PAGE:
(Sigma C-0549). The solution was mixed by inverting the tube and the phases separated by centrifugation at 14,000 r.p.m at 4°C for 5 minutes. A volume of 500 µl of the supernatant was transferred to a 2 ml Eppendorf tubes containing 1.5 ml of 100% EtOH (-20°C) and 50 µl of 3 M NaAc, pH 5.2, vortexed for 10 seconds, and the RNA precipitated by incubating the tube at -20°C overnight. The following morning the RNA was collected by centrifugation at 14,000 r.p.m at room temperature for 10 minutes. The supernatant was removed, the RNA pellet washed with 500 µl of pre-chilled 70% EtOH (made with DEPC water) and then centrifuged at 14,000 r.p.m at room temperature for 1 minute to collect the RNA. The RNA sample was dried for 10-15 minutes by inverting the tube on a clean tissue. A volume of 100 µl of DEPC-treated water was added to the tube and it was kept at room temperature for 10 minutes and then resuspended by pipette.
Quality and quantity of RNA
The quality and quantity of RNA was determined by the absorbance measurements at 260 nm and 280 nm. The absorbance at 260 nm was used to quantify the amount of RNA according to 1 O.D. corresponding to a concentration of 40 µg/ml. The ratio of O.D.260/O.D.280 provided the measure of the purity of RNA with a good quality preparation having a ratio between 1.6 and 2.0 (Sambrook et al., 1989). The quality of RNA was also visualized by agarose formaldehyde gel electrophoresis using standard protocols.
Potentially contaminating DNA was removed from total RNA samples by adding 1 μl DNAse (1 U/μl) to 1 μg of total RNA in a total volume of 10 μl. Samples were incubated at 37°C for 30 minutes followed by the addition of 1µl of Stop solution and a further incubation of 10 minutes incubation at 65°C to inactivate the DNase. First-strand cDNA was produced by random-priming from 1 μg of total RNA using the QuantiTectTM Reverse Transcription kit according to manufacturer’s instructions (QIAGEN Ltd.). Each reaction mix consisted of 2 µl of 1x gDNA Wipeout Buffer, 1 μg of DNAse-treated total RNA, which was brought to a final volume of 14 μl using RNase-free water. The sample was incubated for 2 minutes at 42°C and then it was transferred immediately to ice. A volume of 1 μl of QuantiscriptTM (Qiagen Ltd.) reverse transcriptase, 4 μl of 5x QuantiscriptTM RT Buffer and 1 μl of RT Primer Mix were combined and added to the 14 μl of RNA template, mixed and incubated at 42°C for 15 minutes. The sample was incubated at 95°C for 3 minutes to inactivate the reverse transcriptase and the sample was diluted to an estimated concentration of 10 ng/µl for use in PCR reactions. The remainder of the total RNA sample was stored at -20°C until needed.
Design of primers for PCR
Three different types of primer pairs were designed to determine the expression of intronic sequences of the psc3 gene, an exon pair with the forward and reverse primers spanning the intron, a junction pair covering the exon/intron boundaries of each intron, and only intron primers. Primers for ncRNA genes were made as a control to test for expression of unrelated ncRNAs. Primers were designed using the OligoPerfect™ primer design tool from Invitrogen (tools.lifetechnologies.com) using genomic DNA sequences from Pombase (www. Pombase.org) with the constraint that all would have an annealing temperature of approximately 57oC. All PCR primers were obtained from eurofins Genomics (http://www.eurofinsgenomics.eu). The primers used in this study are given in Tables 2.2 and 2.3.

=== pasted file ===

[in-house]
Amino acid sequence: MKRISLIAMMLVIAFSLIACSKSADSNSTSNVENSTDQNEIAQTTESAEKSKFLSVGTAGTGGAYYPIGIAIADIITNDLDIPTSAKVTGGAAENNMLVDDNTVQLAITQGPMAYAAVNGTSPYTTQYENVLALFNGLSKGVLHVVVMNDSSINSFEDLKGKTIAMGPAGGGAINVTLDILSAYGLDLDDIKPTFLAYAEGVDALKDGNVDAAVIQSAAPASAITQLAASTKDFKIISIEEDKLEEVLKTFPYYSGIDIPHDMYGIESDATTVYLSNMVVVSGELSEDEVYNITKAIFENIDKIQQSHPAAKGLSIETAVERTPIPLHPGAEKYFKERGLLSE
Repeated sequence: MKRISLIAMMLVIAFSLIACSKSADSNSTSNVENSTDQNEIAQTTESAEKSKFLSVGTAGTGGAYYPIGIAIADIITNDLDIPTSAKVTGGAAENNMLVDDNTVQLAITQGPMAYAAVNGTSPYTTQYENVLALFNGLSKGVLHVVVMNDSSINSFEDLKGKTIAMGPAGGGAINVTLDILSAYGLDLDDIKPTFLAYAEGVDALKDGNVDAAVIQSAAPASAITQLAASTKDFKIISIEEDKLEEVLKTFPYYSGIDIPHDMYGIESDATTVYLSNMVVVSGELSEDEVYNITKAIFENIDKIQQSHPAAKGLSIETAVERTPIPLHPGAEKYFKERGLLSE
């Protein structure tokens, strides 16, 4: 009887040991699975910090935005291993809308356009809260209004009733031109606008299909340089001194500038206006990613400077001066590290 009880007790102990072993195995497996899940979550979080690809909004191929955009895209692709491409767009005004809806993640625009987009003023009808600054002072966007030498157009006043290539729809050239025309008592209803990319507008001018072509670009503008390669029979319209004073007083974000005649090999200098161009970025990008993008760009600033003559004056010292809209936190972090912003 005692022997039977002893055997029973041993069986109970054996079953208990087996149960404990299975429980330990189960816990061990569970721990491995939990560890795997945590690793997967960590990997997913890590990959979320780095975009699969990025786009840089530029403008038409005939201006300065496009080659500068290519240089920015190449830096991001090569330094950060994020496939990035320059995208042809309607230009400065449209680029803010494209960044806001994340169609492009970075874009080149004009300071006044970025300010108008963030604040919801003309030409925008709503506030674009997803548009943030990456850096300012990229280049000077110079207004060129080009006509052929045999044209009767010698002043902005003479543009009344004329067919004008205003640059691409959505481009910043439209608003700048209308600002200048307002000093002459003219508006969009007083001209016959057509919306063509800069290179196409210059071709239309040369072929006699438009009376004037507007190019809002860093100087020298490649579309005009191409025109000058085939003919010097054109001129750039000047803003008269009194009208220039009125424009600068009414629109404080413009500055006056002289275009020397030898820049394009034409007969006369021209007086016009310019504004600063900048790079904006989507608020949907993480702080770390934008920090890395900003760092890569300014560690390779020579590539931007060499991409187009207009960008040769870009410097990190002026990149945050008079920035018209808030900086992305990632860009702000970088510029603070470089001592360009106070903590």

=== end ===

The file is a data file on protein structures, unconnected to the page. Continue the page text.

Polymerase Chain Reaction
All primers were tested by PCR on appropriate DNA or cDNA templates to ensure that the primers generated the expected size of fragments. The PCR reactions were prepared in a volume of 10 μl comprised of 1x GoTaq Flexi Buffer, 3 mM magnesium chloride, 0.2 mM of each dNTP, 0.05 µM of forward and reverse primers, 0.25 U of GoTaq DNA Polymerase, 10 ng of cDNA or DNA, and brought to the final volume with DEPC-treated water. PCR was conducted on a MJ Research thermocycler with the following cycling parameters: an initial denaturation step of one cycle of 1 minutes at 94°C, 34 cycles of 15 seconds at 94oC, 15 seconds at 55oC, and 15 seconds at 72°C, followed by an extension period of 72ºC for 5 minutes.
Visualisation of PCR products by UREA-PAGE
Polyacrylamide gels were used in preference to agarose gels for determining the amplification success of fragments less than 100 bp. amplicons. All PAGE was run using the MiniproteanTM gel electrophoresis system from BioRad. Gels were poured at a thickness of 1.5 mm with a final composition of 1x TBE buffer (1 M Tris, pH 7.5, 0.9 M boric acid, 0.01 M EDTA ), 15% bis-acrylamide and 8 M urea, 0.06 % v/v ammonium persulfate, and 0.05% TEMED. The gel was pre-run for 15-30 minutes at 200 V using 1x TBE. PCR samples were prepared in 1x Nucleic Acid Sample Loading Buffer (BioRad, #161-0767), loaded into the wells and the gel run at 200 V until just before the blue exited the gel.
Generation of mutant strains of S. pombe
Three different strains of E. coli were used in this project. These strains had the pFA6a-KanMX6, pFA6a-NatMX6 and pAW1 plasmids used to amplify the marker genes used for gene replacement mutagenesis of S. pombe. For long-term storage, bacterial cultures containing 25% glycerol were kept at -80oC.